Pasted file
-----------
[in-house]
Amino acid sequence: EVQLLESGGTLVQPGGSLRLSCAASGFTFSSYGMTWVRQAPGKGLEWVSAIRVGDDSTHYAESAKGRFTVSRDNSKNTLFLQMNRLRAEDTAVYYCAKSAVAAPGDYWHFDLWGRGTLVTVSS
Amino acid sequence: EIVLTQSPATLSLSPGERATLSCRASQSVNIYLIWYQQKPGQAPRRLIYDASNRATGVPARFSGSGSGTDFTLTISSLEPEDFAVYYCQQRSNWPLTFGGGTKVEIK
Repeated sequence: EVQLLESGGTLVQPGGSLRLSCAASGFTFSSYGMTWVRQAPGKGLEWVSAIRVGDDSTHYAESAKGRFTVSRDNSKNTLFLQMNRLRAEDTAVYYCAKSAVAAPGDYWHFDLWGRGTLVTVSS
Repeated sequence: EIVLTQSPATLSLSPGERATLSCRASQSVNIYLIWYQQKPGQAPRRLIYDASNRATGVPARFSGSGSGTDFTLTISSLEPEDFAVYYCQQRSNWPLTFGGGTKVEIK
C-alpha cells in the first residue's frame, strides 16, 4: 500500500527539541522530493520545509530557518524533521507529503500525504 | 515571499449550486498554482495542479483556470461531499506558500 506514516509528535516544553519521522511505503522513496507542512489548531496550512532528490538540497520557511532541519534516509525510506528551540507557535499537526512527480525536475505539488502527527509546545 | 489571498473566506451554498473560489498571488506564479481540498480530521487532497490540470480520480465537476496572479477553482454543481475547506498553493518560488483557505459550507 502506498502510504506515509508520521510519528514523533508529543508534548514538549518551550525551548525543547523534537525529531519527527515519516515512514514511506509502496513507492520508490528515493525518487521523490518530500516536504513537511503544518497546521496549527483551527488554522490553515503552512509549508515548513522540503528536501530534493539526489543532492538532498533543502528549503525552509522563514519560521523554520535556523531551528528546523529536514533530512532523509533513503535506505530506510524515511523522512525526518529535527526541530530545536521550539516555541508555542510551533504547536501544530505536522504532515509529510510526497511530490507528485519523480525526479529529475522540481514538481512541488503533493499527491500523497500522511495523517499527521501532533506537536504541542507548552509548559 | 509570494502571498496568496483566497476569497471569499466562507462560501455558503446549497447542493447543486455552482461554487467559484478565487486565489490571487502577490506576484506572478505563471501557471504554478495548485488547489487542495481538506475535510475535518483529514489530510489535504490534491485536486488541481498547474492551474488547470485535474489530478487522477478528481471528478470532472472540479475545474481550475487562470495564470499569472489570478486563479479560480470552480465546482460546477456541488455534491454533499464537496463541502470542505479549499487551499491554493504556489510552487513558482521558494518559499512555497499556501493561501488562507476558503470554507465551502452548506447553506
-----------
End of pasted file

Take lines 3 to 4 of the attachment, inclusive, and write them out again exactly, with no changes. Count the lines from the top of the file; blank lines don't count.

Amino acid sequence: EIVLTQSPATLSLSPGERATLSCRASQSVNIYLIWYQQKPGQAPRRLIYDASNRATGVPARFSGSGSGTDFTLTISSLEPEDFAVYYCQQRSNWPLTFGGGTKVEIK
Repeated sequence: EVQLLESGGTLVQPGGSLRLSCAASGFTFSSYGMTWVRQAPGKGLEWVSAIRVGDDSTHYAESAKGRFTVSRDNSKNTLFLQMNRLRAEDTAVYYCAKSAVAAPGDYWHFDLWGRGTLVTVSS